Technical Committees of CEPT and later ETSI classified documents discussed at meetings as either Temporary Documents (TDocs, TDs) or Permanent Documents (PDs). As their names imply, PDs were retained indefinitely after their creation, while TDs were, in principle, discarded at the end of the meeting with no master copy being retained unless it was decided to, for example, annex it to the meeting report. The latest drafts of Recommendations would typically be PDs, as would meeting reports recording progress during the meeting. General documents for discussion or presenting technical ideas were usually classified as TDs. The distinction between PDs and TDs was essential bearing in mind that delegates physically could not easily transport all the documents presented at a meeting back home with them since the total might run to several thousand pages. In general, meetings of CEPT GSM and later even of ETSI TC GSM and SMG were hosted by members of CEPT which were of course not only national telecom administrations, but also national postal administrations: at the time, most European countries had a unified "PTT" - the Post, Telegraph and Telephone administration - usually a government department. It became the habit for the host PTT to offer to send delegates’ documents to them by post (at no charge to the delegate) and it is perhaps for this reason that so many TDs from the early days are not entirely lost to posterity.

On the move of work from CEPT to ETSI, the paper archives of CEPT were also transferred. These, though far from complete, are still kept safely at ETSI, together with the archives of ETSI TCs GSM and SMG. In the mid 2000s all the paper archives were scanned to PDF with a view to making them more accessible.

ETSI worked with master documents on paper until the mid-1990s, when a gradual move was started to all-electronic working. The document archive of TC SMG is therefore much more up to date from around 1997 onwards.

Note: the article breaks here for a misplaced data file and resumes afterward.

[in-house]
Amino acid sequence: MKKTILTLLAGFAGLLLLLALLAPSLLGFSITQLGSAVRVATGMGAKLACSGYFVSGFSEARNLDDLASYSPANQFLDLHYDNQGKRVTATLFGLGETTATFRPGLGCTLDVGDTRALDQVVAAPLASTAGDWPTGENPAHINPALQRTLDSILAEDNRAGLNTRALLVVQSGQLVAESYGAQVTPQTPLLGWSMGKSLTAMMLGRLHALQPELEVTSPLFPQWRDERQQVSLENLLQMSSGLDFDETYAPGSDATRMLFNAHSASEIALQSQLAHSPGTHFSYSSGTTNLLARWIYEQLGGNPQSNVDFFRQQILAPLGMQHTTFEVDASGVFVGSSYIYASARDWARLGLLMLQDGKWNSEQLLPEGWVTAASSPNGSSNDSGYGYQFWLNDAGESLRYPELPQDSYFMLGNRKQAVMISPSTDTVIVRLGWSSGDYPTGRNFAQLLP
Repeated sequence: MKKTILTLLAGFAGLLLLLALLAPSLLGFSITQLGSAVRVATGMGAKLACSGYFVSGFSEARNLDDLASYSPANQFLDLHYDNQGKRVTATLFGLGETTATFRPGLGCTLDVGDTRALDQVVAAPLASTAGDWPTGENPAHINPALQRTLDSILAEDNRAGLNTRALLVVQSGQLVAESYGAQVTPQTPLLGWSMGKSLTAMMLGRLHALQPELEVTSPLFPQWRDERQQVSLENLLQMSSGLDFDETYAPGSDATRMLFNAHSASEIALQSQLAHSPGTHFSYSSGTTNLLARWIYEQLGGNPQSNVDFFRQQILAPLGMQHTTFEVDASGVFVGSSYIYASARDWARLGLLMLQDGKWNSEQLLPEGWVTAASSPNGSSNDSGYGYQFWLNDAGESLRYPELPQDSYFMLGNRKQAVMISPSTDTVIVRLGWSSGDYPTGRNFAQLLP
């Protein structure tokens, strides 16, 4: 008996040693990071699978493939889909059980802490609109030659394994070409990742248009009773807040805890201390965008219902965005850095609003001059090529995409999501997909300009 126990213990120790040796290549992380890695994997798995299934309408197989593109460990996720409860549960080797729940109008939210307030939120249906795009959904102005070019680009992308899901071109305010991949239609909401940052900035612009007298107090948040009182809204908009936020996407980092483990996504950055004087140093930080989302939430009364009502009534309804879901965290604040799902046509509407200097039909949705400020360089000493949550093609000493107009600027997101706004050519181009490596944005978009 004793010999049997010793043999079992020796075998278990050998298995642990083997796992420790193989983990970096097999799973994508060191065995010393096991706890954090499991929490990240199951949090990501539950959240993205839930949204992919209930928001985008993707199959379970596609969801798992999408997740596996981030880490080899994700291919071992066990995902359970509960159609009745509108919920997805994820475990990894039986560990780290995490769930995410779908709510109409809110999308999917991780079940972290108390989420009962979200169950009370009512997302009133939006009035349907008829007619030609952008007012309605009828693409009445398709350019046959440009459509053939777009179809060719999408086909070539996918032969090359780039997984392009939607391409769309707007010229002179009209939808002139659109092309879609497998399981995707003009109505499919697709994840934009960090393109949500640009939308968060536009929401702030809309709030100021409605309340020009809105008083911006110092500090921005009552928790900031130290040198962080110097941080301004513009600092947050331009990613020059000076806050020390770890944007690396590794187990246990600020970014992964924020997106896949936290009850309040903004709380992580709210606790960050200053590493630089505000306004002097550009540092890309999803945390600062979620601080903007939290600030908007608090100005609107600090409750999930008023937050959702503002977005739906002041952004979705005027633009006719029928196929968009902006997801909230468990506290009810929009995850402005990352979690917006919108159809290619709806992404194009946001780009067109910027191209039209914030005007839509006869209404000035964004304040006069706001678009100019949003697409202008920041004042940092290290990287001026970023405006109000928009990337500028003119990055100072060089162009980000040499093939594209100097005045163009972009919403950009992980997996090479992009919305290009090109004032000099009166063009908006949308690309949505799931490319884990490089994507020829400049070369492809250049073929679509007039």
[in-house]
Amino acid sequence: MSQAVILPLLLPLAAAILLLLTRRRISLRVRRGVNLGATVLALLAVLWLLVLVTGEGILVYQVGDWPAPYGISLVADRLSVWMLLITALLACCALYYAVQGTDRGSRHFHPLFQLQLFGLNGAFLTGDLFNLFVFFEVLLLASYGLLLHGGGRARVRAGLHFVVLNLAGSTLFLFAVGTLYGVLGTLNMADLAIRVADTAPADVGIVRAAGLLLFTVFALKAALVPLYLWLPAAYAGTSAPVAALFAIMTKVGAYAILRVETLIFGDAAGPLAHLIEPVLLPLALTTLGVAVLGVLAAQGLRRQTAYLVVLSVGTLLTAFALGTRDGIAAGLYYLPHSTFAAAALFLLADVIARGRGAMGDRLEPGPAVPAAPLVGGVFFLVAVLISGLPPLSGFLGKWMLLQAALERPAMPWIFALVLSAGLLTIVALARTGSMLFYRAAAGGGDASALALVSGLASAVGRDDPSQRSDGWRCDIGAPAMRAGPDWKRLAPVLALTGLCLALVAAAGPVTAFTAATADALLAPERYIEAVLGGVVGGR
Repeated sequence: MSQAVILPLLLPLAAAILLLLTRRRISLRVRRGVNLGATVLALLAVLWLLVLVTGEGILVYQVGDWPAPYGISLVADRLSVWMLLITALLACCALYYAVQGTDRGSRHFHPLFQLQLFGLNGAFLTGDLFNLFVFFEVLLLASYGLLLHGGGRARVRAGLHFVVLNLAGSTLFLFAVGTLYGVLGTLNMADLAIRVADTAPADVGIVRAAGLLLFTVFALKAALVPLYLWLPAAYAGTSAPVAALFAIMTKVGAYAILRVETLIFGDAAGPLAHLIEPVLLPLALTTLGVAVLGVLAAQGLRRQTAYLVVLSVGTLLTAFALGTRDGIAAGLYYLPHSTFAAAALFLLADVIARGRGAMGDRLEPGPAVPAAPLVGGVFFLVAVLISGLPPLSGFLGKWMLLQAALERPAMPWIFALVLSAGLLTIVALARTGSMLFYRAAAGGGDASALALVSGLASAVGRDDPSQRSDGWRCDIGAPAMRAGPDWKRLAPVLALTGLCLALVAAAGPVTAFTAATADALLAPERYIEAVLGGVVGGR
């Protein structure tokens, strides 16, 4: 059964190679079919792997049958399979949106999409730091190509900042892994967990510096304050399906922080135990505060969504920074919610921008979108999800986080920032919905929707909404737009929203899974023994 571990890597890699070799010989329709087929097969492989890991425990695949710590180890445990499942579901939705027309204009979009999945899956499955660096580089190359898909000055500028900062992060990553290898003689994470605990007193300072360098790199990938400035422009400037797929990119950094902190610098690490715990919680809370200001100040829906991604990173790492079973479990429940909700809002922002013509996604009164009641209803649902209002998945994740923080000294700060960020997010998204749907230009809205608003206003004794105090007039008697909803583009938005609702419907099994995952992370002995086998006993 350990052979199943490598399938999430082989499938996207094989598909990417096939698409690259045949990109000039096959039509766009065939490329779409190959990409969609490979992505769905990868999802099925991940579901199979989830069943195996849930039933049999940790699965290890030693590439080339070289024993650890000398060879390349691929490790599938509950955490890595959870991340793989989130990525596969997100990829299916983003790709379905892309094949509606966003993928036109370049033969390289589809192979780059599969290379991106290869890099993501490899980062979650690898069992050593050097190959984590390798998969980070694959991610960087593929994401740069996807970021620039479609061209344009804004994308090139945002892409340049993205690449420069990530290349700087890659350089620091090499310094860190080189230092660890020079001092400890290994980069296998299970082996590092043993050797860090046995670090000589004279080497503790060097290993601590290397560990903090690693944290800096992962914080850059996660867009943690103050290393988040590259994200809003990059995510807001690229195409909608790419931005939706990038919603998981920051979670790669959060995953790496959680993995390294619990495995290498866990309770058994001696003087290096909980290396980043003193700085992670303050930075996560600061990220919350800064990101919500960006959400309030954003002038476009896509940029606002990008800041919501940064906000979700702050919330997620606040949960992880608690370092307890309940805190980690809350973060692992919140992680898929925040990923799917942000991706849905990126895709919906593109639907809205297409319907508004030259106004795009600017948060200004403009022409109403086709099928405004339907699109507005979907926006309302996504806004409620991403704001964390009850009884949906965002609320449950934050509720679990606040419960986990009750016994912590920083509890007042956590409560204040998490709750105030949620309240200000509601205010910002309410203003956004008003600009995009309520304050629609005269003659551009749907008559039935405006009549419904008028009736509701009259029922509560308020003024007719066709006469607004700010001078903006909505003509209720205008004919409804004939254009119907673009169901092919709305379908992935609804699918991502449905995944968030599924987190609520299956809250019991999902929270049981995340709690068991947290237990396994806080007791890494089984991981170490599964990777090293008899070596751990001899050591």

Phased development

It was decided early on after the transfer of work to ETSI that the pan-European digital cellular standards could not be developed to completion in one go, and that a phased approach should be adopted. Thus a basic telephony service could be standardized as a "Phase 1", which would be followed by a Phase 2, and so on, each new Phase adding more and more functionality. A set of GSM documents (still essentially in the form of old CEPT Recommendations, though published over a period of a year or two as a mixture of "GSM Technical Specifications" (GTS), ETSs and ETRs) was published to represent the Phase 1 offering.

Subsequently - logically - an expanded set of publications formed the Phase 2 system.

At this point (c.1996) it was realized that, in the fullness of time, the second generation cellular system (GSM) would one day give way to a more performant 3rd generation system. (The ITU was referring to this technology-to-be as the somewhat unwieldy FLMTS - Future Land Mobile Telecommunication System -, while in ETSI this became known, perhaps slightly presumptuously, as UMTS - Universal Mobile Telecommunication System.) For this reason, the next release of the GSM specification set was termed not Phase 3 but "Phase 2+", and this nomenclature was retained for subsequent specification sets, which became known as Releases, finalized more or less annually, as R97, R98 and R99, with the original Phase 2+ being referred to R96.

Version numbers